Background: We evaluated apoptosis-associated speck-like protein containing a caspase recruitment domain (ASC) as a schwannoma tumor suppressor and explored its utilization in a schwannoma gene therapy strategy that may be translated to clinical use.
Methods: ASC protein expression and mRNA level were assessed in human schwannoma by immunohistochemistry and quantitative PCR, respectively. Methylation- specific PCR was used to assess ASC promoter methylation. The effect of ASC overexpression in schwannoma cells was evaluated through ATP-based viability, lactate dehydrogenase release, and apoptosis staining. Western blotting and colorimetric assay were used to test the effect of ASC overexpression on endogenous pro-apoptotic pathways. Bioluminescence imaging, behavioral testing, and immunohistochemistry in human xenograft and murine allograft schwannoma models were used to examine the efficacy and toxicity of intratumoral injection of adeno-associated virus (AAV) vector encoding ASC.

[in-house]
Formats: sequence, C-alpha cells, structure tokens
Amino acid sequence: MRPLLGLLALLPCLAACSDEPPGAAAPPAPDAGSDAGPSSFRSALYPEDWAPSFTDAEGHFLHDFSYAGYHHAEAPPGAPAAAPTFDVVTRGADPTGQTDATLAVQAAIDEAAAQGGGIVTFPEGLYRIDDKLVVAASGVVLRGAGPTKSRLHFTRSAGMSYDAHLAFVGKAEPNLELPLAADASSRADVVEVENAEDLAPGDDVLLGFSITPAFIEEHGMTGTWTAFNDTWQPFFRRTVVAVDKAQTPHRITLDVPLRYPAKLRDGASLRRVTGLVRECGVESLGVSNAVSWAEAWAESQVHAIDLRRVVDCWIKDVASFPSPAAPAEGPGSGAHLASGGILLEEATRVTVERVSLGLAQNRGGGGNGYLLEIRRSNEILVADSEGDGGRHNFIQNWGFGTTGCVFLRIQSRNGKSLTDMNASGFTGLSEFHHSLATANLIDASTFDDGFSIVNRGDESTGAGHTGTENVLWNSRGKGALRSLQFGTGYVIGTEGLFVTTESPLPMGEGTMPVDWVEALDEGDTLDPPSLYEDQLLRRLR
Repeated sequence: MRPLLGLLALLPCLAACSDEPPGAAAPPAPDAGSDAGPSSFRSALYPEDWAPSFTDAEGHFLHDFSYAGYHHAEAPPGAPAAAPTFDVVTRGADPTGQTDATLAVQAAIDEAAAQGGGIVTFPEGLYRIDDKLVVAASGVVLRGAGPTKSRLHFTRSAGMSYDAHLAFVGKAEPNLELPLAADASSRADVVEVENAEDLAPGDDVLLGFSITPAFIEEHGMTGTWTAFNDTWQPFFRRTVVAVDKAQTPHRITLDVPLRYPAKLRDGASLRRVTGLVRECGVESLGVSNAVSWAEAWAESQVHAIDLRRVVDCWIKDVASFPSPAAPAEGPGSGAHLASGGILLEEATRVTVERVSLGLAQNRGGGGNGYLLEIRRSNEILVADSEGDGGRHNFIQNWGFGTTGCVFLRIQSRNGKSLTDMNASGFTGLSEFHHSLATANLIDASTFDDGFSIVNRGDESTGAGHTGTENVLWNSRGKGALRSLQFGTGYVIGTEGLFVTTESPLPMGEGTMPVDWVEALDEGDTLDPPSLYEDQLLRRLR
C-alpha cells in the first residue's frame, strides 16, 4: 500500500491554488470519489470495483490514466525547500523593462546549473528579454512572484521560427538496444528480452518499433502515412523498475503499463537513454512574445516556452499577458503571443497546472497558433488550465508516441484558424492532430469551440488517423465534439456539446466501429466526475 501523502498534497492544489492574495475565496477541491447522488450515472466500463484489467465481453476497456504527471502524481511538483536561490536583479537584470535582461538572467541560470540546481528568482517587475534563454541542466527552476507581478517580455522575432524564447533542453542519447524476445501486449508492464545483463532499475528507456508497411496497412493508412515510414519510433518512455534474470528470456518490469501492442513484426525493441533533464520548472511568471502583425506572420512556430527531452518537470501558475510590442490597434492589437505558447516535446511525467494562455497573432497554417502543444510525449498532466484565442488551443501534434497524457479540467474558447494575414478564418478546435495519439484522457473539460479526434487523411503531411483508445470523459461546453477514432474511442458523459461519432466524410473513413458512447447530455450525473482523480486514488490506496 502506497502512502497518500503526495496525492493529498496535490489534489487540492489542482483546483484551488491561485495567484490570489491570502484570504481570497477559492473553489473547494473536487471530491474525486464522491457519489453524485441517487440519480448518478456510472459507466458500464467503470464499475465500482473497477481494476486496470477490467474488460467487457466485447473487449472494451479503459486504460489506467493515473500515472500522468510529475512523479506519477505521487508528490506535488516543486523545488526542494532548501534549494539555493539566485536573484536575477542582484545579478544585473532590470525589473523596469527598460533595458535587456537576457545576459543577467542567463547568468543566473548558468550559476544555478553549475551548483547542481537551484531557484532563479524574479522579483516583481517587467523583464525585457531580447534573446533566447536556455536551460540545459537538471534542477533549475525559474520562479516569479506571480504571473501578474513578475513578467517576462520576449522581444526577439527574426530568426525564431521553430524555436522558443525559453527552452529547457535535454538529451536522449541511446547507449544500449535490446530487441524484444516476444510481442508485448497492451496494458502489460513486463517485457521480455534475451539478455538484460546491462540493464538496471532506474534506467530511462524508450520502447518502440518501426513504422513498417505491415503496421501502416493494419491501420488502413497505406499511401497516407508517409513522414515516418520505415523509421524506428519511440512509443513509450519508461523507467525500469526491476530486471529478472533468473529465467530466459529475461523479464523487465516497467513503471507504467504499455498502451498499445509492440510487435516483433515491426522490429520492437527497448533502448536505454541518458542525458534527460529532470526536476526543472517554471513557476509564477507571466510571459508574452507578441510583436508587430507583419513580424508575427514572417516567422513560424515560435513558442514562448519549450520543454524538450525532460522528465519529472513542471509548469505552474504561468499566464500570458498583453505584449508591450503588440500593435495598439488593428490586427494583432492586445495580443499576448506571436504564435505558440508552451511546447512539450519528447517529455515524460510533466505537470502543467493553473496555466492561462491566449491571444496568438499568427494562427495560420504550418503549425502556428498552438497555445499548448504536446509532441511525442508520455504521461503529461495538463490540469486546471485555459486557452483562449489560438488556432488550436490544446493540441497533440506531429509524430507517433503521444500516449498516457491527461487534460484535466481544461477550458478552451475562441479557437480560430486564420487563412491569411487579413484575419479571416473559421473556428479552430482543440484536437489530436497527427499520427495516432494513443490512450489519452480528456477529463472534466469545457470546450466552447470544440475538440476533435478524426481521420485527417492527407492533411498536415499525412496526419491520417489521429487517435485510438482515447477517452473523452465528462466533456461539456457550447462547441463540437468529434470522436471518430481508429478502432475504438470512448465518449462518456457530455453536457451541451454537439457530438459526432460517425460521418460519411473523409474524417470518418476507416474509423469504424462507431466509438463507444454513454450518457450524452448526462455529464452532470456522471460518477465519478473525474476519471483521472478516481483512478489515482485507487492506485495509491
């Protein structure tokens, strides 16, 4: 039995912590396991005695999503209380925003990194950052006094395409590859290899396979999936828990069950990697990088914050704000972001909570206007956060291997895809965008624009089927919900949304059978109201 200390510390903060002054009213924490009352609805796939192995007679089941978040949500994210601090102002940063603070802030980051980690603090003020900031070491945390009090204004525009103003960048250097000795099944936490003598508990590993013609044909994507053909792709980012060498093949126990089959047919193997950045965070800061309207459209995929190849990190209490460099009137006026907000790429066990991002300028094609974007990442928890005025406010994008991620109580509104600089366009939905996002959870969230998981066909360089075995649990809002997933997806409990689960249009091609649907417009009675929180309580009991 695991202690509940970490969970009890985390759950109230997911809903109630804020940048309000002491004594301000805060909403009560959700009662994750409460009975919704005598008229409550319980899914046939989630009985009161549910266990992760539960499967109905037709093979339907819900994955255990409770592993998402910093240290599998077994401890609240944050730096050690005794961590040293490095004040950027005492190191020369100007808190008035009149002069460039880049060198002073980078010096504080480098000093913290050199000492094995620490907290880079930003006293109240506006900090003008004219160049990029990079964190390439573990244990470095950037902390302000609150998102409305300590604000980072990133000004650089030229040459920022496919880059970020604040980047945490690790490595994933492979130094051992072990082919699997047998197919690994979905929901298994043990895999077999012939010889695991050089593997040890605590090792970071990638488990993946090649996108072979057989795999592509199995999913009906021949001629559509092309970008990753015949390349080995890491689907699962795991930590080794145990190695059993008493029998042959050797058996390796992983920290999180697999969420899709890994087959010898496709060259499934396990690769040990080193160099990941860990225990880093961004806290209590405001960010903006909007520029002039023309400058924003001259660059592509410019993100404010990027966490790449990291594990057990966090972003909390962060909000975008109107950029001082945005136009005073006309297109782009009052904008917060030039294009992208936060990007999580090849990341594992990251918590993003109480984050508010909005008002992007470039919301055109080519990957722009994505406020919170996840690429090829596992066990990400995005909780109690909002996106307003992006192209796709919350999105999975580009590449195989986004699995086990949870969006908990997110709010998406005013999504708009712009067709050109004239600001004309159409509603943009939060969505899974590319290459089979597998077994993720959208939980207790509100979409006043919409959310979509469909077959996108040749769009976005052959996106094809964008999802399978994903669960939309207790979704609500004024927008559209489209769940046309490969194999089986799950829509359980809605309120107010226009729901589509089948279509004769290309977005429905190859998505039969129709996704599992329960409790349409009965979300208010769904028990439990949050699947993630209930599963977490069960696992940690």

Results: ASC expression was suppressed via promoter methylation in over 80% of the human schwannomas tested. ASC overexpression in schwannoma cells results in cell death and is associated with activation of endogenous caspase-9, caspase-3, and upregulation of BH3 interacting-domain death agonist. In a human xenograft schwannoma model, AAV1-mediated ASC delivery reduced tumor growth and resolved tumor-associated pain without detectable toxicity, and tumor control was associated with reduced Ki67 mitotic index and increased tumor-cell apoptosis. Efficacy of this schwannoma gene therapy strategy was confirmed in a murine schwannoma model.
Conclusion: We have identified ASC as a putative schwannoma tumor suppressor with high potential clinical utility for schwannoma gene therapy and generated a vector that treats schwannomas via a novel mechanism that does not overlap with current treatments.
Keywords: AAV1; ASC; gene therapy; methylation; schwannoma.
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